Arbitrage-Free Condition

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Arbitrage-Free Condition

A situation in which all relevant assets are priced appropriately and there is no way for one's gains to outpace market gains without taking on more risk. Assuming an arbitrage-free condition is important in financial models, thought its existence is mainly theoretical.
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Since the middle regime [theta] < [ECT.sub.t-k] [less than or equal to] [[theta].sub.+] can be interpreted as a no-arbitrage condition, it allows the identification of short-term arbitrage opportunities in the lower ([ECT.sub.t-k] < [[theta].sub.-]) and in the upper ([ECT.sub.t-k] > [[theta].sub.+]) regimes, when they occur.
As noted by Blanchard and Watson (1982), when the bubble either bursts (with probability 1 - [pi]), or has a price increase with probability [pi], a non-bursting bubble has to grow at a rate 1 + r/[pi] - 1, in order to satisfy the no-arbitrage condition and yield a net expected return r.
In fact, some have argued that because of frictions or inability to practically hedge, no-arbitrage arguments should not necessarily apply, or the no-arbitrage condition should not be required in a fair value framework.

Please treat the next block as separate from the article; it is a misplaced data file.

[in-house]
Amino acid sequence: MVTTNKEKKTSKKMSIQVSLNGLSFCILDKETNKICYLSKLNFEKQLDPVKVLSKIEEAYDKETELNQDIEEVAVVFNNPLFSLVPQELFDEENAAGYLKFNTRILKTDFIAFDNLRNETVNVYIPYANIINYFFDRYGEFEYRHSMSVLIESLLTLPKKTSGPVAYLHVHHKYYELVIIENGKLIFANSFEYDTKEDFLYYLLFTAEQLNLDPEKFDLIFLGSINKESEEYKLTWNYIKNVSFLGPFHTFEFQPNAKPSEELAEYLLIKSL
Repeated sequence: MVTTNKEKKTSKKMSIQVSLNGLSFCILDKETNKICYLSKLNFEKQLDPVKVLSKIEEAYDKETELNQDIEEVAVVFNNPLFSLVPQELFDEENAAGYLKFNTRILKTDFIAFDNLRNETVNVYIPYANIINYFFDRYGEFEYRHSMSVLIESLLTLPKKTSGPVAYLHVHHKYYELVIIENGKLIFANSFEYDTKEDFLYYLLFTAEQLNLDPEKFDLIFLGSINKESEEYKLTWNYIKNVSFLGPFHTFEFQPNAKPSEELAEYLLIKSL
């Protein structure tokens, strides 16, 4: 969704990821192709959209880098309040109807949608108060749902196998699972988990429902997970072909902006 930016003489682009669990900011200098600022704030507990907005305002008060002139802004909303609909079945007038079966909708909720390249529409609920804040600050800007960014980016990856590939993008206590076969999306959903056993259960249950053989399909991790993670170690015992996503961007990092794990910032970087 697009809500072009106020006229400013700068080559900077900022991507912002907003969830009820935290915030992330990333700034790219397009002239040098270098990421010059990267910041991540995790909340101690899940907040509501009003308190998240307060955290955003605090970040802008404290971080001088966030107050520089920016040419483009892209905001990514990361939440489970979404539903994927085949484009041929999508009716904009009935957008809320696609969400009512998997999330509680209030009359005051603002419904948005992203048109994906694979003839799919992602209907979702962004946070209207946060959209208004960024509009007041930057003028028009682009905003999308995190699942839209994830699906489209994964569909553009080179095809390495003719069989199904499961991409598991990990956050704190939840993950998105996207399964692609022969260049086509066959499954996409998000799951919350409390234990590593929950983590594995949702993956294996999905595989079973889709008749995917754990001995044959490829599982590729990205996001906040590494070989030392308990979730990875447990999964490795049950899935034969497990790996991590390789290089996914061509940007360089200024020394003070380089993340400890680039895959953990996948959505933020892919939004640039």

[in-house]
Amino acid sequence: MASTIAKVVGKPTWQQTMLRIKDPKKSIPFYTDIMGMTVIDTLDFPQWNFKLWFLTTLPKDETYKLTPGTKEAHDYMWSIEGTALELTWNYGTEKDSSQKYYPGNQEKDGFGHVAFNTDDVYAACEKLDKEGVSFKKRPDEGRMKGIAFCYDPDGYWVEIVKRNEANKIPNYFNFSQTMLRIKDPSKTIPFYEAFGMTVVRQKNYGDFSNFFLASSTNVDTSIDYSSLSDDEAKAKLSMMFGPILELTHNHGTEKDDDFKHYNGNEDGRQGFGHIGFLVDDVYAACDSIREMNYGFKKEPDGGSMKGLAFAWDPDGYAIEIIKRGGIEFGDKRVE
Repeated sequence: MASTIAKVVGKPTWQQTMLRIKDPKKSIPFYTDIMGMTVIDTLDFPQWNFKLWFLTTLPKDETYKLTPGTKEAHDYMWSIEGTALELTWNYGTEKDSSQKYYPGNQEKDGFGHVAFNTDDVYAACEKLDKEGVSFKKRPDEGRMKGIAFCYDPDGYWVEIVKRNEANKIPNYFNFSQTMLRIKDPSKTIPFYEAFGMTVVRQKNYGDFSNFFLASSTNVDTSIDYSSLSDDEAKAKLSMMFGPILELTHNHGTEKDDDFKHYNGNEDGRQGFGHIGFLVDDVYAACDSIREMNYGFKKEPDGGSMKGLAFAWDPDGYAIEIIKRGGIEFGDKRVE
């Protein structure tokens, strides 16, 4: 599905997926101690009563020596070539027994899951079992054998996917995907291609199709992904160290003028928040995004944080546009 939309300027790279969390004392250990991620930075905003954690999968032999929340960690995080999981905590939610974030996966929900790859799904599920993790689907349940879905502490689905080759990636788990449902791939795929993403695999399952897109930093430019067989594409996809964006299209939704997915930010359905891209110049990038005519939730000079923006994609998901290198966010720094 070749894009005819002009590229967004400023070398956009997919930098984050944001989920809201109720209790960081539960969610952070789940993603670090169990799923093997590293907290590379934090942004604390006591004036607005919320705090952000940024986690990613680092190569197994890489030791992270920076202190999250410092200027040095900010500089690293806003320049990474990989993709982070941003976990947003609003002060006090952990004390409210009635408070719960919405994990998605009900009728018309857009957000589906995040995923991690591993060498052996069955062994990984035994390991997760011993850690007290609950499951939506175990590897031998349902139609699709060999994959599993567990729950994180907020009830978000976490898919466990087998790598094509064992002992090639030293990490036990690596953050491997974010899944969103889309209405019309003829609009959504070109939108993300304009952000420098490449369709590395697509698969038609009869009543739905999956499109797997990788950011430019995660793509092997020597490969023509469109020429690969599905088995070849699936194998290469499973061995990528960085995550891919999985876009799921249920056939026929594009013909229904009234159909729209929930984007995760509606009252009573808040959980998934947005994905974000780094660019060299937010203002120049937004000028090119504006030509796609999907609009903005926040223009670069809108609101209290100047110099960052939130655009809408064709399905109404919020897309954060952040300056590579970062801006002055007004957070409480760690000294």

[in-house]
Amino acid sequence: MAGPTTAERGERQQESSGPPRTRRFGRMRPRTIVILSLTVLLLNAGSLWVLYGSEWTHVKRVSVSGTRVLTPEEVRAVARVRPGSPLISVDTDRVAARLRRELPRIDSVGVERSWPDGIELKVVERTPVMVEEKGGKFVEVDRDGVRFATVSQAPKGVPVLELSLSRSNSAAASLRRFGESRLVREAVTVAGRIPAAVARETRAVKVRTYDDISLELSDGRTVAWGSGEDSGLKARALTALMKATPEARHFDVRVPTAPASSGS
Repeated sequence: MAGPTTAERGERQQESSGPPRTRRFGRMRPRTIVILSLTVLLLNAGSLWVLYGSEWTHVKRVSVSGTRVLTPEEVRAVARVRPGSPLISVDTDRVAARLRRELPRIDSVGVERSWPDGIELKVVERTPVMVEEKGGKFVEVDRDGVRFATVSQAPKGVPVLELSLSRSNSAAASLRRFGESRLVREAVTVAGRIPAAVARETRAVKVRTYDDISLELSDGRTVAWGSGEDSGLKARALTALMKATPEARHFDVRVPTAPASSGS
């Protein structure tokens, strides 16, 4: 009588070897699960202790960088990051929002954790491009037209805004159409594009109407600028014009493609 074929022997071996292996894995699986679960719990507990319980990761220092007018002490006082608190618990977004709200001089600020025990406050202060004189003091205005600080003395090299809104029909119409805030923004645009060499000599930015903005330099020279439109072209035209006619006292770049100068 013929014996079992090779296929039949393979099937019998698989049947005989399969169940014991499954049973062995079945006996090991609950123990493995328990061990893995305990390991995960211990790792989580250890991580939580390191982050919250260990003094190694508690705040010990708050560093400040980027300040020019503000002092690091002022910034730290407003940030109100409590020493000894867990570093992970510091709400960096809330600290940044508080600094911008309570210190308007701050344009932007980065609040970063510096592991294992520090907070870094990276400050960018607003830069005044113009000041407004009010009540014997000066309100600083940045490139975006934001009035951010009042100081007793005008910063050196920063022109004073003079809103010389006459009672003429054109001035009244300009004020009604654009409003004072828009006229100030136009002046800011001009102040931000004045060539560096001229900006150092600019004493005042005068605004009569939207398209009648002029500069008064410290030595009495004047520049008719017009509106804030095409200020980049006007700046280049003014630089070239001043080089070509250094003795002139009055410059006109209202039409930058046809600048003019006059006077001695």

Under ideal conditions, the no-arbitrage condition stipulates a relationship between short-term and long-term interest rates on securities of comparable credit quality.
First, we rewrite the no-arbitrage condition for Northern production.
We begin with the no-arbitrage condition. Not only does it express agents' required rates of return to both types of capital, but it also can be used to show how the accumulation of factors occurs:
We can derive the risk-neutral probabilities of the entire evolutionary process of the R&D project based on the no-arbitrage condition. According to the estimated cash flows derived from the R&D project, its fair value can be calculated by a backward procedure with respect to the risk-neutral probabilities.
Using the expression for profits (5) in the no-arbitrage condition (8), and rearranging terms, one can find that: (14)
In this case, the payoffs are so closely related that the price of the option is completely determined by the no-arbitrage condition (that is, the Black-Scholes model).
To derive a closed form expression for the market value of the firm in model 1 we invoke the no-arbitrage condition. This states that the expected returns from holding equity (the sum of dividends D and capital gains [Mathematical Expression Omitted] net of tax) must be in line with those from holding bonds (the nominal interest rate [r.sub.B] net of tax).
What is relevant is whether a no-arbitrage condition holds which equalizes rates of return (possibly adjusted for risk) on assets in different locations.
The no-arbitrage condition for a foreign asset with an income of X*(s) and its domestic perfect substitute yielding X*(s)e(s) is